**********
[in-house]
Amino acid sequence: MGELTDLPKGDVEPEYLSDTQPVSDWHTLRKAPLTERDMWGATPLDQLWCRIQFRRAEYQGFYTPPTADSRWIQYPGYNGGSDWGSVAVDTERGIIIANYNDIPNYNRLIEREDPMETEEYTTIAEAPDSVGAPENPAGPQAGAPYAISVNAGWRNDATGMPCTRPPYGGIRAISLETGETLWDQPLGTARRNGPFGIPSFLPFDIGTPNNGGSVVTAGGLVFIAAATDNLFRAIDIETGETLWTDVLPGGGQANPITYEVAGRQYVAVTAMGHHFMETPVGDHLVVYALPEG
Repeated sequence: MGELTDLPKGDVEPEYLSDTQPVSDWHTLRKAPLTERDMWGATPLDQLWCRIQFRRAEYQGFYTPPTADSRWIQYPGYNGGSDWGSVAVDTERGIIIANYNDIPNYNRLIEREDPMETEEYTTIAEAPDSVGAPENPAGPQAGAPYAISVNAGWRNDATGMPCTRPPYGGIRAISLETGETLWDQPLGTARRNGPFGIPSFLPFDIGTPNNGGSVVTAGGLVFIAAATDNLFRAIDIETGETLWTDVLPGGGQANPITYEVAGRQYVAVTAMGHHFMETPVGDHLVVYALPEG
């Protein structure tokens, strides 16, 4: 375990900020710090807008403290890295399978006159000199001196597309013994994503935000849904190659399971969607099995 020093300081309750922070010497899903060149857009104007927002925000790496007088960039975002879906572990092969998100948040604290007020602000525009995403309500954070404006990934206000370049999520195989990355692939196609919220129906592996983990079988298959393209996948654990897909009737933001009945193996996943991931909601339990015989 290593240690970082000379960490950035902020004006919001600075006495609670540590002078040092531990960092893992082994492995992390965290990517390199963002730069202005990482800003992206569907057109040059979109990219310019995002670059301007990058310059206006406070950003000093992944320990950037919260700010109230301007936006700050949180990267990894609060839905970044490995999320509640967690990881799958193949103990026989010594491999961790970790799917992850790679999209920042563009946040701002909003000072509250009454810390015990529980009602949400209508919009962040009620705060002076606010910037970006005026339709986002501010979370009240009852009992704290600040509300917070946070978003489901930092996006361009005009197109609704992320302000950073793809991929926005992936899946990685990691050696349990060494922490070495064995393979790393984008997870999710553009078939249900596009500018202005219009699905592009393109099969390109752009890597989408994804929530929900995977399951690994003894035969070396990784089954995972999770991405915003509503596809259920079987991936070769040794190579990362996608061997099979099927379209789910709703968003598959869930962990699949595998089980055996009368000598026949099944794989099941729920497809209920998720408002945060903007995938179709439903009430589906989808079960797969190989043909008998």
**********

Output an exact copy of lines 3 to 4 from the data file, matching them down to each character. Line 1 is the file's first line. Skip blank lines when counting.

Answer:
Repeated sequence: MGELTDLPKGDVEPEYLSDTQPVSDWHTLRKAPLTERDMWGATPLDQLWCRIQFRRAEYQGFYTPPTADSRWIQYPGYNGGSDWGSVAVDTERGIIIANYNDIPNYNRLIEREDPMETEEYTTIAEAPDSVGAPENPAGPQAGAPYAISVNAGWRNDATGMPCTRPPYGGIRAISLETGETLWDQPLGTARRNGPFGIPSFLPFDIGTPNNGGSVVTAGGLVFIAAATDNLFRAIDIETGETLWTDVLPGGGQANPITYEVAGRQYVAVTAMGHHFMETPVGDHLVVYALPEG
């Protein structure tokens, strides 16, 4: 375990900020710090807008403290890295399978006159000199001196597309013994994503935000849904190659399971969607099995 020093300081309750922070010497899903060149857009104007927002925000790496007088960039975002879906572990092969998100948040604290007020602000525009995403309500954070404006990934206000370049999520195989990355692939196609919220129906592996983990079988298959393209996948654990897909009737933001009945193996996943991931909601339990015989 290593240690970082000379960490950035902020004006919001600075006495609670540590002078040092531990960092893992082994492995992390965290990517390199963002730069202005990482800003992206569907057109040059979109990219310019995002670059301007990058310059206006406070950003000093992944320990950037919260700010109230301007936006700050949180990267990894609060839905970044490995999320509640967690990881799958193949103990026989010594491999961790970790799917992850790679999209920042563009946040701002909003000072509250009454810390015990529980009602949400209508919009962040009620705060002076606010910037970006005026339709986002501010979370009240009852009992704290600040509300917070946070978003489901930092996006361009005009197109609704992320302000950073793809991929926005992936899946990685990691050696349990060494922490070495064995393979790393984008997870999710553009078939249900596009500018202005219009699905592009393109099969390109752009890597989408994804929530929900995977399951690994003894035969070396990784089954995972999770991405915003509503596809259920079987991936070769040794190579990362996608061997099979099927379209789910709703968003598959869930962990699949595998089980055996009368000598026949099944794989099941729920497809209920998720408002945060903007995938179709439903009430589906989808079960797969190989043909008998």